In May 2008 the Council of Europe launched the “White Paper on Intercultural Dialogue” with the view of answering to the questions: “How shall we respond to diversity? What is our vision of the society of the future? [..]” (Council of Europe, 2008, pg.3).
Though it is a document that was produced in 2008, the “White Paper” is an interesting and well thought piece of work that tries to provide suitable answers to issues that are arising because of internal and international migrations very relevant today.
The document provides first a quite useful introduction to the approaches to cultural diversity such as assimilation and the multicultural theories, before providing argument to move into a inter-cultural dialogue approach.
Assimilation is presented in the context of the European nation-state of the mid 19th century, which in European tradition has been formed on the basis of rigid exclusive national identities and the principle of pride to belong to a certain fatherland. The assimilation theory applied to the European context proved to be quite ineffective after the World War II, where many immigrants coming from the old colonies did not have any chance to be integrated in a European country if not through an assimilation process intended mainly as homogenization with the dominant culture.
Assimilation has been than overtaken by the Multicultural approach, which was intended to protect and support the minority groups and the marginalized cultures. Multiculturalism was aiming at a society in which, different cultures, different habits and different religions could coexist peacefully. The most recent years and the global migration started in the 1980s challenged also this approach. The European Union member states proved not being able to effectively integrate the presence of a lot of different cultures, different minority groups, which don’t communicate among each other, which don’t share some common principles, which basically live in rigid, distant non communicating groups. The critics to the discreetness of cultures that was operated to the colonial powers (Amselle, 1999) could be replicated at home.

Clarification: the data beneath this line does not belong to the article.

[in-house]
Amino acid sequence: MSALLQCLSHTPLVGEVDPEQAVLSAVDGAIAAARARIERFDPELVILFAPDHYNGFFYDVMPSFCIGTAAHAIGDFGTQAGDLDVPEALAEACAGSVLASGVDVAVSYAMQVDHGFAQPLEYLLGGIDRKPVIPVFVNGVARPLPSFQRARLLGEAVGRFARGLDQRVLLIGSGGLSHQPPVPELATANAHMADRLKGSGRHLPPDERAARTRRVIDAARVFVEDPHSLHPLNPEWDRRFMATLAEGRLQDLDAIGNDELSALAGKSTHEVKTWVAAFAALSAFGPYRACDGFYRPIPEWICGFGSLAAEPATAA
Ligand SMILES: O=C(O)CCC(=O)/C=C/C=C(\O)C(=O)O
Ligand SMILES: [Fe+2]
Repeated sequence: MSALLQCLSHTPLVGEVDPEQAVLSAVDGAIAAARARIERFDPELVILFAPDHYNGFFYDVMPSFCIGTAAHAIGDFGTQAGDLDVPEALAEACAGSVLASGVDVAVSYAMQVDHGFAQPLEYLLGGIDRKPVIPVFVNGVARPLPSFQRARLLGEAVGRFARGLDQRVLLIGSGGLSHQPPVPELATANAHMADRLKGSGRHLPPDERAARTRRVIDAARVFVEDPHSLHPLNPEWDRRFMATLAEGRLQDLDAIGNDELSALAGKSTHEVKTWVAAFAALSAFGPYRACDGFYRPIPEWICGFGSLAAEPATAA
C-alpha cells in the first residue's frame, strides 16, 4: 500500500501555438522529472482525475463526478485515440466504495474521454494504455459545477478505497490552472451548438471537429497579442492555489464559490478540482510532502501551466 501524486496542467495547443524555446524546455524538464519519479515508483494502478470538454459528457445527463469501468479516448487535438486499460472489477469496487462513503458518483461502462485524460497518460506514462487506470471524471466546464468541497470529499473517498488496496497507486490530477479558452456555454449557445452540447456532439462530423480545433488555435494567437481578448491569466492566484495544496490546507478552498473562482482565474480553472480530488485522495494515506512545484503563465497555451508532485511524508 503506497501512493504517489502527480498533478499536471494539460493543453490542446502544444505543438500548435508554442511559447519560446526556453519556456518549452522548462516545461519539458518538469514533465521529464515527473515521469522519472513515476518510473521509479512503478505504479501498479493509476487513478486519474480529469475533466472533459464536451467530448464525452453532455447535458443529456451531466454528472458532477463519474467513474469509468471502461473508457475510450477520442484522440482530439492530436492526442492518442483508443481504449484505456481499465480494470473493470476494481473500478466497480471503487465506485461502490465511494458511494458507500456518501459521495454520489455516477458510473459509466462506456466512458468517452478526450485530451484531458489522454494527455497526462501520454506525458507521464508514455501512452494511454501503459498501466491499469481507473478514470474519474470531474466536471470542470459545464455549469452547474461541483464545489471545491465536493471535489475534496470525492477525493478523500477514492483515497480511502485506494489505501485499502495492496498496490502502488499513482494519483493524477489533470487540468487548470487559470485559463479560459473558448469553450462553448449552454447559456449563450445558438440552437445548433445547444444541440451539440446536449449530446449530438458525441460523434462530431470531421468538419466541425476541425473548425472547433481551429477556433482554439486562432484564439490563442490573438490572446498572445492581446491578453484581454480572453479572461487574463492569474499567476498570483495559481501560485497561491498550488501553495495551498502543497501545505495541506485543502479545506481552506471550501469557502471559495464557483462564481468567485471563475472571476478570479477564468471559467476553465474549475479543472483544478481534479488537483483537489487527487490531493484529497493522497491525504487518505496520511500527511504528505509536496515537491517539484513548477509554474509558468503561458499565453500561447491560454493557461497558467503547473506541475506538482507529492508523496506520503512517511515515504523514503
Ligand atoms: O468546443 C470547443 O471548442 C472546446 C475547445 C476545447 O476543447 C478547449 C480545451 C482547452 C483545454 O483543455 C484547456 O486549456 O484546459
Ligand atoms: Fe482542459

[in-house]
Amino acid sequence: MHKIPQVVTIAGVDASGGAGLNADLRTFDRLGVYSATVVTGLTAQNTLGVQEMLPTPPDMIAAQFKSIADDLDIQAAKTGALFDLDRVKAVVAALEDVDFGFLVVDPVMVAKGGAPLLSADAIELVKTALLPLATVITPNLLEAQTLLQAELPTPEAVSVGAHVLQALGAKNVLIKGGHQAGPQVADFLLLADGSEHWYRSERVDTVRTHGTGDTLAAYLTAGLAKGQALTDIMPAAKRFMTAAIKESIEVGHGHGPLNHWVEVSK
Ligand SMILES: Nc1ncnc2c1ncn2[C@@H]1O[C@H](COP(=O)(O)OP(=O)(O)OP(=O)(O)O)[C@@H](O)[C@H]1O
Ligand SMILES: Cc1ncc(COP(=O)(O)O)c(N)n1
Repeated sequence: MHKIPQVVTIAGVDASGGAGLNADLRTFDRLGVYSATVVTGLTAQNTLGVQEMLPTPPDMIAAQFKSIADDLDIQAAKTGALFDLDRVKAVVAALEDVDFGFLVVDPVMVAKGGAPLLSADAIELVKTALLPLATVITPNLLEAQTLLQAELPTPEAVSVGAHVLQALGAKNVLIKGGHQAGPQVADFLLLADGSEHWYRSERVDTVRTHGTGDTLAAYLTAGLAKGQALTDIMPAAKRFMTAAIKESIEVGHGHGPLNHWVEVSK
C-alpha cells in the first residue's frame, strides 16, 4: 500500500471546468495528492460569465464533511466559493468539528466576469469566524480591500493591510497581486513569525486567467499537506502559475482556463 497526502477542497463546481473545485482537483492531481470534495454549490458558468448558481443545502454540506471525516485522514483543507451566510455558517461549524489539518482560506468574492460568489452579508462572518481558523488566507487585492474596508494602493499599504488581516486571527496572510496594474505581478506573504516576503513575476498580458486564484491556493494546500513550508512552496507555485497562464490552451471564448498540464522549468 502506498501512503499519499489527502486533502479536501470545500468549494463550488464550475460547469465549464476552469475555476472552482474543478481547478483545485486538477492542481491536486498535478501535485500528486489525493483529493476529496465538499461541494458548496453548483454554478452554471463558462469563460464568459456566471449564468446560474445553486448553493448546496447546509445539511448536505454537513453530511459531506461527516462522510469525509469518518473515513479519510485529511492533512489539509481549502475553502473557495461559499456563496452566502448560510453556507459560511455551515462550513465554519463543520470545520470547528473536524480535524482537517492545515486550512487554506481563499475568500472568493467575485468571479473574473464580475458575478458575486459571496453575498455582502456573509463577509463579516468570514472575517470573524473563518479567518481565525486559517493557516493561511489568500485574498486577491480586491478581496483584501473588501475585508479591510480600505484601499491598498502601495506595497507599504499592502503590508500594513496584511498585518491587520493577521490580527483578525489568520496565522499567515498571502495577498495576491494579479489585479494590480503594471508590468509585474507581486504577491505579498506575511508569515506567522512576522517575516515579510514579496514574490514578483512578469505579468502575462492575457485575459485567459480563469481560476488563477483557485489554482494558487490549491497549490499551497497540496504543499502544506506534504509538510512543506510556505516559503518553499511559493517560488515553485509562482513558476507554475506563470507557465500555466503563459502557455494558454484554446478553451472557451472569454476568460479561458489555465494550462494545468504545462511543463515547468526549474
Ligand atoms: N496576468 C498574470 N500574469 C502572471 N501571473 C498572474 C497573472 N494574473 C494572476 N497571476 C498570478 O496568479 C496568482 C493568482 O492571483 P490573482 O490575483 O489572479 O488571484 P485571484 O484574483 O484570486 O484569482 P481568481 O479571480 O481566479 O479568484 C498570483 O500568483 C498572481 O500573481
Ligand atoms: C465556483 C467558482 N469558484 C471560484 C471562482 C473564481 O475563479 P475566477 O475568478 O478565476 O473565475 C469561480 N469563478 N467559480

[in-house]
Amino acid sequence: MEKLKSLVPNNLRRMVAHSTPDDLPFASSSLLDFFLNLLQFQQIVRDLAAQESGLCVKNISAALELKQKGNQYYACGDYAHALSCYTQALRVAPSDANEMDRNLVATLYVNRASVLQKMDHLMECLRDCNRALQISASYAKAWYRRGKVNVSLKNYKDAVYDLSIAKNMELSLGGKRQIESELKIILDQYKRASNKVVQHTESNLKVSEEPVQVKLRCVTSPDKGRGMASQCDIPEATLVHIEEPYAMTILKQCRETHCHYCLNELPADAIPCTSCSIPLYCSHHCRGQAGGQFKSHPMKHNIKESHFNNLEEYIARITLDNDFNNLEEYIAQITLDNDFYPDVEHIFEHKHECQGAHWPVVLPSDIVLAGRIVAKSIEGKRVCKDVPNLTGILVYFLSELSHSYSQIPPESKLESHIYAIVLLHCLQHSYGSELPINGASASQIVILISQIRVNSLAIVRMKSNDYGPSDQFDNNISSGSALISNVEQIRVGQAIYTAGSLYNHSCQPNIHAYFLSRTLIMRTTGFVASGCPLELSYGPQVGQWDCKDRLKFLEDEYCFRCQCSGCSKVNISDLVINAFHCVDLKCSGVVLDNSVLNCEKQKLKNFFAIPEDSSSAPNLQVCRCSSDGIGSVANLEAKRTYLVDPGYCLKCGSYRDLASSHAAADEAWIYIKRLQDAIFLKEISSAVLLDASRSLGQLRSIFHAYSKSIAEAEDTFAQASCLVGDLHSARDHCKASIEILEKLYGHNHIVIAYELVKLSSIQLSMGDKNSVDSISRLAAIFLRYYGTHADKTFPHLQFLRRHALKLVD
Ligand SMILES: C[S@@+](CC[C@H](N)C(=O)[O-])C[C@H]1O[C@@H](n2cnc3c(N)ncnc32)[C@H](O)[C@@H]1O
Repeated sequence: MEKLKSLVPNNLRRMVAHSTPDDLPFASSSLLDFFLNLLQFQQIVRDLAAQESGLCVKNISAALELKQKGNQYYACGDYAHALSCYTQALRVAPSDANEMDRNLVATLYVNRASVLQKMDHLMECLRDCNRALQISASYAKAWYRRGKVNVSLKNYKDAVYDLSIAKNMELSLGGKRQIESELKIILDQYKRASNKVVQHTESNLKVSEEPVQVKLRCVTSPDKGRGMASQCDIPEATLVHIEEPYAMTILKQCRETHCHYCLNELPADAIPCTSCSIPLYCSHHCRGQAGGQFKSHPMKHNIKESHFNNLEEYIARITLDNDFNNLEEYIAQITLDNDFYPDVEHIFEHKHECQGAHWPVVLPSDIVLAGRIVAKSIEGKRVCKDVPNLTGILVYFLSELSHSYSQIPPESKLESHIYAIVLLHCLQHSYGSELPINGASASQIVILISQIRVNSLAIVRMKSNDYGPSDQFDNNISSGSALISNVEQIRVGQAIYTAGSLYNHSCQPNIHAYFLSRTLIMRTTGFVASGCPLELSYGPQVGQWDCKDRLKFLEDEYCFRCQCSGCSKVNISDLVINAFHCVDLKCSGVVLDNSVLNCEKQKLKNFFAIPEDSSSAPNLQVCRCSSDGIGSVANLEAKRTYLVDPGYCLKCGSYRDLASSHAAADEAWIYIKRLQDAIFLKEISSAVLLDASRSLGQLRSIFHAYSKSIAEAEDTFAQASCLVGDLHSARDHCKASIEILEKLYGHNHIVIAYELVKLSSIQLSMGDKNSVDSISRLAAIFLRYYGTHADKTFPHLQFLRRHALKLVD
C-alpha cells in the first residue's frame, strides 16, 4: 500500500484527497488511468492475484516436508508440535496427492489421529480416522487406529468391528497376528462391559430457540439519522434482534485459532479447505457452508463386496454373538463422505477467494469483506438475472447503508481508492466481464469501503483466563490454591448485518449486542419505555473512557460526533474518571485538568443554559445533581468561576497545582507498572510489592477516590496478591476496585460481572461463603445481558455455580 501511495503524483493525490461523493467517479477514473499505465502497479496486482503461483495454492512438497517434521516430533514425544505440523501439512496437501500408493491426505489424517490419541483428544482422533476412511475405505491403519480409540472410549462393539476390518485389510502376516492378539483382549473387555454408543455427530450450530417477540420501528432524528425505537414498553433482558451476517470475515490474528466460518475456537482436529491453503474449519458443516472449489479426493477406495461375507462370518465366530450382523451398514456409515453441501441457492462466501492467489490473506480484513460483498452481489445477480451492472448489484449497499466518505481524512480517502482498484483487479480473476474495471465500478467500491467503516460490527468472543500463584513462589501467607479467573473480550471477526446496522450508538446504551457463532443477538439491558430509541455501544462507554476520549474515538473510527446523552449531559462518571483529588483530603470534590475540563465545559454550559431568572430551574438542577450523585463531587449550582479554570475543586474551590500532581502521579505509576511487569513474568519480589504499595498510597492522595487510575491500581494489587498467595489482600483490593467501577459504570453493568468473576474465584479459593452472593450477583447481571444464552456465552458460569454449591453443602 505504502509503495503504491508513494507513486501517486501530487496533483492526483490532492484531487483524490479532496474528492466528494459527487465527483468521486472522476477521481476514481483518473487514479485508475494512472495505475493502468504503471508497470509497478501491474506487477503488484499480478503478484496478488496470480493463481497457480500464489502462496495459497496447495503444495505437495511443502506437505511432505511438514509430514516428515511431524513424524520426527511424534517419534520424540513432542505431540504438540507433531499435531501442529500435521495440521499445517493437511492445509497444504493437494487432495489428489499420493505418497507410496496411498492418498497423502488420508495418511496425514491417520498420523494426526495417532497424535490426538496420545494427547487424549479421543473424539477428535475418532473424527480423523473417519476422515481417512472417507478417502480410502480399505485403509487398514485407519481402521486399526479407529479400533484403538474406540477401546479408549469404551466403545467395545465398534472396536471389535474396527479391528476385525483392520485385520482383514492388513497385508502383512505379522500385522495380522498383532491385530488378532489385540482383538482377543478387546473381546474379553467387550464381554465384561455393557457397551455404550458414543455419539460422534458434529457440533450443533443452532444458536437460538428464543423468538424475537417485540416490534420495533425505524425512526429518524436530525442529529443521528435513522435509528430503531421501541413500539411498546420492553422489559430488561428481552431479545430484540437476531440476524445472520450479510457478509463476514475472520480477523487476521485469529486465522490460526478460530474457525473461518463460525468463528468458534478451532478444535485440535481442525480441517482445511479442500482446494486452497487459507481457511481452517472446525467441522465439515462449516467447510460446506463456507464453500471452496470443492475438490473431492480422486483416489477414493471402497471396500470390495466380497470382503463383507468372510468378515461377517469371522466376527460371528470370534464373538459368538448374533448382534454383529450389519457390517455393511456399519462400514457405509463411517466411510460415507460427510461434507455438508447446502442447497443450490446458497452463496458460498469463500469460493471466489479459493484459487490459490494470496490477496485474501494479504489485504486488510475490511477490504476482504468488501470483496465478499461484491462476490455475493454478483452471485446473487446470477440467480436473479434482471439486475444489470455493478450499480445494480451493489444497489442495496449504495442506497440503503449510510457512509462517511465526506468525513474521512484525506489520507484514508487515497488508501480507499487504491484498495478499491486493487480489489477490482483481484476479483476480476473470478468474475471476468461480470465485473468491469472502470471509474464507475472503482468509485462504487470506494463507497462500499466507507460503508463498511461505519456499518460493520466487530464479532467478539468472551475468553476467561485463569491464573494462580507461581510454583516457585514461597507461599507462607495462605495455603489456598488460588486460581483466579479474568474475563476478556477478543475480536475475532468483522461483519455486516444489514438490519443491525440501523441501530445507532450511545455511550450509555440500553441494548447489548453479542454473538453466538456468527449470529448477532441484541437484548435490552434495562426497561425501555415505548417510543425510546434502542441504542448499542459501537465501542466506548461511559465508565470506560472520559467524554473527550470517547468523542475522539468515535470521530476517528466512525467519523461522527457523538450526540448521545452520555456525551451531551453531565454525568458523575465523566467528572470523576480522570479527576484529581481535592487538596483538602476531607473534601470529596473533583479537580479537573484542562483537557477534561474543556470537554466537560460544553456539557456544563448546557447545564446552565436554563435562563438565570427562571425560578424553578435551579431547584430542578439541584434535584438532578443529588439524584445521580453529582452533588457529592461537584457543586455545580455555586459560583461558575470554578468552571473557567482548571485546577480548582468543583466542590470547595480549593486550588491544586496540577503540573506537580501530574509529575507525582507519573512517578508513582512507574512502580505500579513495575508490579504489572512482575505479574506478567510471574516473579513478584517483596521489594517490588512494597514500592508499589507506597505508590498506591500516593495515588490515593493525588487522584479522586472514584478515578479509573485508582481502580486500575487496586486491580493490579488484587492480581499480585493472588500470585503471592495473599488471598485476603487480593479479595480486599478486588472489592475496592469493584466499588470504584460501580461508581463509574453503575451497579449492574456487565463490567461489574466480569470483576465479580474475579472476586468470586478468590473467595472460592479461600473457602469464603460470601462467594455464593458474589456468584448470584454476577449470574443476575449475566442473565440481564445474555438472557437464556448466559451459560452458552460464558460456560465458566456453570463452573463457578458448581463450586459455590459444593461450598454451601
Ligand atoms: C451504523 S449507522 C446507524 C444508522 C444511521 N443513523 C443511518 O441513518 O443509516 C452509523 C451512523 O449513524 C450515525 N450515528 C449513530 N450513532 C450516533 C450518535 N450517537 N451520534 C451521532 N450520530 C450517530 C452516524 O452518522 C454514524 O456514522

The White Paper on Intercultural Dialogue intends to respond to this issue introducing the intercultural dialogue as a necessary approach to cultural diversity. According to this approach cultures are requested to be able to enter into dialogue on the basis of a set of common values and principles shared by all the citizens that intend to live in the EU. The common principles that need o be shared by all the citizens are an agreement on the respect of Human rights, democracy, the rule of law, equal dignity and mutual respect, gender equality, attempt to remove barriers to intercultural dialogue such as poverty or exploitation and respect for other religions.
The Intercultural Dialogue though has also been challenged. According to Welsch (Welsch W. 1999, p. 196), Intercultural dialogue suffers of the same initial mistakes of considering cultures as “islands”, in this case they are islands that dialogue instead of simply cohabiting like in the case of multiculturalism, but still “islands”. As he puts it: “The concept does not get to the root of the problem. It remains cosmetic.”
Welsch identifies the solution in “Transculturality”, which he builds on the emphasis he puts on the network and the interconnections at the individual level. The histories of individuals are already a hybrid construction of different cultures, habits and practices, it is now required that Transculturality is accepted as an analytical as well as a normative theory.
Interestingly the concept of Transculturality has been used especially in Ethno-psychiatry or transcultural psychology, where the cultural components are investigated at individual level and it is considered a production of interpersonal relations in the first place. The concept could prove to be quite useful especially in the way it considers cultures. Not as containers of practices and people, not as a label for a group of people who share some degree of habits, rather a set of tools and instruments people use to entertain relations.
Applying the theories – Managing real issues